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KSpan

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  1. As I've heard a few times before, "Hope is not a strategy."
  2. It doesn't, but Teddy was a sunk cost and keeping him would have been choosing to destroy any chance of on-field success. It was a lesser-of-two-evils gamble and while the staff unfortunately did not appear to choose wisely with Darnold vs. the other options out there, that still doesn't make getting rid of Teddy the wrong decision.
  3. 8 yr. old me playing Tecmo Super Bowl knew that it was an advantage to have all my plays running out of the Run & Shoot formation because my friends didn't know what play was coming. I'd like to assume this would be standard knowledge among NFL-level coordinators as well.
  4. Fitzpatrick, Tyrod, Dalton, Trubisky, and Jameis were all signed to 1 year deals this offseason. None of those guys are any kind of long term plan and likely wouldn't do much better, if at all, but at least someone like Trubisky has actually won some games (if they were bent on a reclamation). Any of those guys though do replace Teddy, prevent the Darnold situation, and still send the signal that wilting/failing like that 2020 offense did in crunch time isn't acceptable. Again though, this whole thing should have been precluded in the first place by not dumping Cam as they did.
  5. Teddy's a loser, or at the very least not a winner, and proved it last year. The team simply couldn't keep him because of how painfully obvious it became (and continues to be now in Denver); keeping him would have been a huge alarm to the team and indicator that they weren't truly looking to compete. That's ignoring that, rightly or wrongly, he came across as uncoachable and not a team player. Maybe Teddy was on to something regarding the staff but you can't have a guy like that at QB. Where the big gaffe came in was compounding the mistake with Darnold. As has been said a million times the proper play was to keep Cam in the first place.
  6. I'd say it was less that he was set up to fail and more that he was stepping into a high-risk unknown situation and ended up being unable to overcome the challenges. Can't blame him for betting on himself but set up to fail implies the situation was intentionally constructed for no chance at success, and I don't see that being the case.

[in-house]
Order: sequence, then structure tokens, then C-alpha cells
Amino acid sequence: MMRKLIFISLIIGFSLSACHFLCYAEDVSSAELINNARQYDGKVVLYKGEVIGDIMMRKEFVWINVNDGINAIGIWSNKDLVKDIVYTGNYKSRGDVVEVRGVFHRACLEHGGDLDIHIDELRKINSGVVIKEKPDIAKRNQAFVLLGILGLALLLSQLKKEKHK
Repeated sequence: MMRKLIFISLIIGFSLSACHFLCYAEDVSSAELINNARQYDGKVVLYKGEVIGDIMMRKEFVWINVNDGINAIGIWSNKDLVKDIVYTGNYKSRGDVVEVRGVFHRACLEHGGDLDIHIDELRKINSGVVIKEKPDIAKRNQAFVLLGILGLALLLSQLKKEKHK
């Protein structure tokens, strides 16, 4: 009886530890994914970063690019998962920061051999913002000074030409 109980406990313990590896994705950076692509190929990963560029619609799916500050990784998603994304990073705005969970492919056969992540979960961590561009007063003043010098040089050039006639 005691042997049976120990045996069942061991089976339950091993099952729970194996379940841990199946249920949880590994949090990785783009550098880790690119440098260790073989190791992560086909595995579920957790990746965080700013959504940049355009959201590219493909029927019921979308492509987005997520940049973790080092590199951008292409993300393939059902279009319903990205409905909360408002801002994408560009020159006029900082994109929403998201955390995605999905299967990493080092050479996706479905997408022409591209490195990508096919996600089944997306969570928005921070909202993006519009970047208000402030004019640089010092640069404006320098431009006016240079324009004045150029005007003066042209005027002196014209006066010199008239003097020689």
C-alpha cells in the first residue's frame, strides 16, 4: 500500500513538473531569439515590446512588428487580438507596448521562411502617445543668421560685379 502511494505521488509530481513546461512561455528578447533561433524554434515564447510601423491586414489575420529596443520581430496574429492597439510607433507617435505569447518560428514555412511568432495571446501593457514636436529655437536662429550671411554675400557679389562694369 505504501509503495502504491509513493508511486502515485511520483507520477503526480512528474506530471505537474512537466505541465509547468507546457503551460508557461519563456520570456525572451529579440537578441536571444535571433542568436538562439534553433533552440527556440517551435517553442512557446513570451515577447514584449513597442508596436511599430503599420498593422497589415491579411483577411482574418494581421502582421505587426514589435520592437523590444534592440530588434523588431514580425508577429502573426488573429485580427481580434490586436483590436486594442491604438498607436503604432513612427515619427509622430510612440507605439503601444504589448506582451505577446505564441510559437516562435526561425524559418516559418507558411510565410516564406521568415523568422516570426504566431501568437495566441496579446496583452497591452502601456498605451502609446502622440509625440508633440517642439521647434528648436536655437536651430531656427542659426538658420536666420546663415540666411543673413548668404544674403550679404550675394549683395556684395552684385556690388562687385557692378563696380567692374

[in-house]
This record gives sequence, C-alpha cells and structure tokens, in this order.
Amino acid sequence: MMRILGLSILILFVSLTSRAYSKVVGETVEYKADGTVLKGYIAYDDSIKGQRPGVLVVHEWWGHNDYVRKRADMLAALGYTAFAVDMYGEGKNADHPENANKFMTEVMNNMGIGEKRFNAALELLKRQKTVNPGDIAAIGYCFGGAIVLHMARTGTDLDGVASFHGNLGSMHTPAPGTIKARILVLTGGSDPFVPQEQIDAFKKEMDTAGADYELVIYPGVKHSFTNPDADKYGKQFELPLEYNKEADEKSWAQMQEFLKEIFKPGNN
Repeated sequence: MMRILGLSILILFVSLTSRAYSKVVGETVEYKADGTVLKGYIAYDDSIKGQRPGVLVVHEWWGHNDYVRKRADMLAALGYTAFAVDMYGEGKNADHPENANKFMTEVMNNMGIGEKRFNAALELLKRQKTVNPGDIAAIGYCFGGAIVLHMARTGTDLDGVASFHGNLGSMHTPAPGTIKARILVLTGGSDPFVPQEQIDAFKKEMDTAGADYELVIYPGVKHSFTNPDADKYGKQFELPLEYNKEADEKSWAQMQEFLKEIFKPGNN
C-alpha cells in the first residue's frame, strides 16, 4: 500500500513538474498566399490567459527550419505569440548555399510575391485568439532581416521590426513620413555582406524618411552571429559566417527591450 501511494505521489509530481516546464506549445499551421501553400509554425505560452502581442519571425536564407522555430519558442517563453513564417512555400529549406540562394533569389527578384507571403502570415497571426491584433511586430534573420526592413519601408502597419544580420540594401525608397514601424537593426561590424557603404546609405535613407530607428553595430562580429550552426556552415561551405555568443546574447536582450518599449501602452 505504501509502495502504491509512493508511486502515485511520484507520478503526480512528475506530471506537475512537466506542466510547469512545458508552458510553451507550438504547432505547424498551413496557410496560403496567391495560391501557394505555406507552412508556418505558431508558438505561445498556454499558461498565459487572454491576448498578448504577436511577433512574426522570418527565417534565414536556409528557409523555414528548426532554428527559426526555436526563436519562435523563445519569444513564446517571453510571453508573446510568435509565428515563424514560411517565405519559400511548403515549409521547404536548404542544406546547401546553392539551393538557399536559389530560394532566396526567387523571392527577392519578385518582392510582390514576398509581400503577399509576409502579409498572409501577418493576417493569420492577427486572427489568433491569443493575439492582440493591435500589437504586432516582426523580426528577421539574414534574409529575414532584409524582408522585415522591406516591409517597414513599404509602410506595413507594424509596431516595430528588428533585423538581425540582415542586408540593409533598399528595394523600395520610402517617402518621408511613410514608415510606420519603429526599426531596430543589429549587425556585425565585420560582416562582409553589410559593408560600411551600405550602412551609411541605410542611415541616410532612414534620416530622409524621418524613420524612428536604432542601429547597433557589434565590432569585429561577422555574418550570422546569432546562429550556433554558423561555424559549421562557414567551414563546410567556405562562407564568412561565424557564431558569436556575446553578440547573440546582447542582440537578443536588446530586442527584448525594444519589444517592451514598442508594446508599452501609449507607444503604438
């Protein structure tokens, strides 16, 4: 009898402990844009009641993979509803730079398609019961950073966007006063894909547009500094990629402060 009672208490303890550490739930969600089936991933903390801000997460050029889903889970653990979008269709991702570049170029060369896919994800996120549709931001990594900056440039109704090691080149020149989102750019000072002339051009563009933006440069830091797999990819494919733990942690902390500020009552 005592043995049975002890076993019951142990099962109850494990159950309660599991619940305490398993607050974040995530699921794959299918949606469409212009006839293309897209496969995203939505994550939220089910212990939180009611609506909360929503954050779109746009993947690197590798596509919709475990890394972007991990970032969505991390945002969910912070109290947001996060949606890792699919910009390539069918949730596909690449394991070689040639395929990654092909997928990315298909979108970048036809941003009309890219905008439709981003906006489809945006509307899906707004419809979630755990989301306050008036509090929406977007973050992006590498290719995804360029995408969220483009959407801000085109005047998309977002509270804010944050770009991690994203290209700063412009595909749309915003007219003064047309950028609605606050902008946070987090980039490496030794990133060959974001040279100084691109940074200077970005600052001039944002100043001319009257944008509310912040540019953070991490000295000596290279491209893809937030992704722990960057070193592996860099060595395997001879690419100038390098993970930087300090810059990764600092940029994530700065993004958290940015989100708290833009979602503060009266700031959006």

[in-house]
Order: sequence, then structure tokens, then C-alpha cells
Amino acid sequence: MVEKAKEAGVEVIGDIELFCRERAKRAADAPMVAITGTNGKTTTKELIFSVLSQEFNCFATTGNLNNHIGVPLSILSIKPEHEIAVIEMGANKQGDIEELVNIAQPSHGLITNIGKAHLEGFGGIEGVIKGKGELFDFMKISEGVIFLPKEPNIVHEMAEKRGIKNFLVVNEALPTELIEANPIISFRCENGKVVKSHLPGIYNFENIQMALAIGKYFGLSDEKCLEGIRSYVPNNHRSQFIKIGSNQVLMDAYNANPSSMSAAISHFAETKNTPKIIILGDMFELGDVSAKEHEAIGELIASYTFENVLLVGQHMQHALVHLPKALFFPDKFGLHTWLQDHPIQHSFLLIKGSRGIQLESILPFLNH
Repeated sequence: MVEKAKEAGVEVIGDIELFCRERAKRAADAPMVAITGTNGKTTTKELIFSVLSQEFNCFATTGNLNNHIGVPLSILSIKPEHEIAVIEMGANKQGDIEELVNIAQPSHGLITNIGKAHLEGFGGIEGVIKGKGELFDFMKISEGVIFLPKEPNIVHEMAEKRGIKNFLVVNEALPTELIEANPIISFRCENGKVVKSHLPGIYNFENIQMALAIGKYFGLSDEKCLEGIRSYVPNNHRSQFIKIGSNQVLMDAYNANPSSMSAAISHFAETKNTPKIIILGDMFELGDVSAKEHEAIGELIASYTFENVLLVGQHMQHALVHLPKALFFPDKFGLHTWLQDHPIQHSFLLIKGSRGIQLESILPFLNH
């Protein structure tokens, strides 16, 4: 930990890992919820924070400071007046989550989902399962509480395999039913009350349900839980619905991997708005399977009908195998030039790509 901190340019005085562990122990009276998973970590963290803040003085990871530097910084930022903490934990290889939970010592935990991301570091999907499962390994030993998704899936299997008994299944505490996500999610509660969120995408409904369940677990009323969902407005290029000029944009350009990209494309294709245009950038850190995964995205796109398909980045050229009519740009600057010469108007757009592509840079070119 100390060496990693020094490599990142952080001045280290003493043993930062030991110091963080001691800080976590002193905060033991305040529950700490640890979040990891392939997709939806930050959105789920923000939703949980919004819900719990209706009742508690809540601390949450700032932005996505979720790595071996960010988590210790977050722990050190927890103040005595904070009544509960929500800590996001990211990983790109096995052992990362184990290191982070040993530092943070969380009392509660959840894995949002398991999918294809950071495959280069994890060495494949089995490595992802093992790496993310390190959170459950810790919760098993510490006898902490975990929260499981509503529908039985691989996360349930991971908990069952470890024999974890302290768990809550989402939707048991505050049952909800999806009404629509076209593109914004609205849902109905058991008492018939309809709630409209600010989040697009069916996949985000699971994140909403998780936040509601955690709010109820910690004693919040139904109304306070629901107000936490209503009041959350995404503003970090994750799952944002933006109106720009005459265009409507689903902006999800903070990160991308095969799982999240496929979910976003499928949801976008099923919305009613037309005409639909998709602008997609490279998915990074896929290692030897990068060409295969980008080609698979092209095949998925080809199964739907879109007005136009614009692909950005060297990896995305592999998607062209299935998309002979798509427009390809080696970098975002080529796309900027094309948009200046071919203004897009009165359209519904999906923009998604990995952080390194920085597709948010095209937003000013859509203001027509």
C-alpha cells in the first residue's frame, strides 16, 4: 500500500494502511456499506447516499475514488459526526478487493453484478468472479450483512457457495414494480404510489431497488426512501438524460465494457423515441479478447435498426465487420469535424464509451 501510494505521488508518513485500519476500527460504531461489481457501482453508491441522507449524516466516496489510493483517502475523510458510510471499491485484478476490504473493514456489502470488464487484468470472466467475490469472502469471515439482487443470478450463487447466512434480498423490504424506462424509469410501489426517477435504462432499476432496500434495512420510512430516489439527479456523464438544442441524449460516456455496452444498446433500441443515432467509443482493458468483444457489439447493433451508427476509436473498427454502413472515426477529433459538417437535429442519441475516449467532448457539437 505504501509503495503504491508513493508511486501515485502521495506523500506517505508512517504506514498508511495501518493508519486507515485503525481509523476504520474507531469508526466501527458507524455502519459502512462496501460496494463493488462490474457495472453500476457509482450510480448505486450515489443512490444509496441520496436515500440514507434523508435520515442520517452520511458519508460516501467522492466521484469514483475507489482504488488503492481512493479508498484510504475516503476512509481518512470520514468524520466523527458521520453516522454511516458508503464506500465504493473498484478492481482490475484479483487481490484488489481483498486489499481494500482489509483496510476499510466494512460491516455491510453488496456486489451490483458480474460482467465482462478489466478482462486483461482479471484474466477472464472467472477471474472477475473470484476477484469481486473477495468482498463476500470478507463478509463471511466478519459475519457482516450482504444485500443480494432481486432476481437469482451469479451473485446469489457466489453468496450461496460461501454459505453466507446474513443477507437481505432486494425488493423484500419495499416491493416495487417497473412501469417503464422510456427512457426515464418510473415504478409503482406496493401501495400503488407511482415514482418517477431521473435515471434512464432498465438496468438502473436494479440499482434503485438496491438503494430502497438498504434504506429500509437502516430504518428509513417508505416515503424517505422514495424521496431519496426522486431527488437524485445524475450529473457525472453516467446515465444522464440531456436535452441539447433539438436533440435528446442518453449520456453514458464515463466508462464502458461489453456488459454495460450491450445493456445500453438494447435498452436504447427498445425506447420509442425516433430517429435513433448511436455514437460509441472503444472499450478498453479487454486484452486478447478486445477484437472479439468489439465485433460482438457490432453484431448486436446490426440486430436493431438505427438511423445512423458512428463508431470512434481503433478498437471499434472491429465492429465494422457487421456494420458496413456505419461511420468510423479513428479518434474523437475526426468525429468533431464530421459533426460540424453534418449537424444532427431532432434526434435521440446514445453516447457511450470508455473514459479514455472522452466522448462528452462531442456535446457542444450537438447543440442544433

7. Tough to draw a conclusive judgment on this specific situation outside of clear observations such as Cam's arm, similar to those pushing that last year was hard to use for judgment due to COVID, new staff, etc. Longer term observations such as Rhule's impact and overall time performance and preparation, however, are still pretty fair game IMO since there is continuity in Rhule and he made the decision believing it to be the better alternative even given the circumstances.
  8. They got lucky with Kingsbury but he did bring more NFL experience than Rhule and was smart enough to hire a staff with NFL coordinator and HC experience as well.
  9. They weren't giving up Minshew until they had a good look at Lawrence, so he was never an option for Carolina due to timing. Wouldn't have hated it though.
  10. Teddy sucks, and his suckage does not mean that Brady, Rhule, and others (such as players they hitched their wagons to like Teddy, Sam, Whitehead, etc) don't suck as well. If the offense continues to be crap then it will make it more clear just how far the suckage extends and can hopefully be fixed.
  11. I suspect they did it much earlier in the week and are just now announcing, or at the very least were planning contingencies/the path forward throughout the week.
  12. I think the difference here though is that the picks being discussed were at a glaring position of need that continues to be an Achilles heel. DT (assuming Brown isn't completely flaming out) and CB were definitely improved with these picks, but OT and the OL is by far the crappiest unit on the field. There was clear logic and reason to take those tackles over who they did and yet they didn't.
  13. $4MM or more of that is dependent on Carolina winning the Super Bowl and Cam being named MVP, so it's realistically about $6MM.
  14. It was Rivera's (and Hurney's) time to go, full stop. The thing to be wary of was Tepper getting cute and then being he could outsmart the NFL, which is what appears to have happened. Any time one undertakes a change there is risk of it not working out in a best case. A quote to exemplify: The enemy of the best is not the worst. The enemy of the best is 'good enough'. Perhaps cliche, but sums it up exactly.
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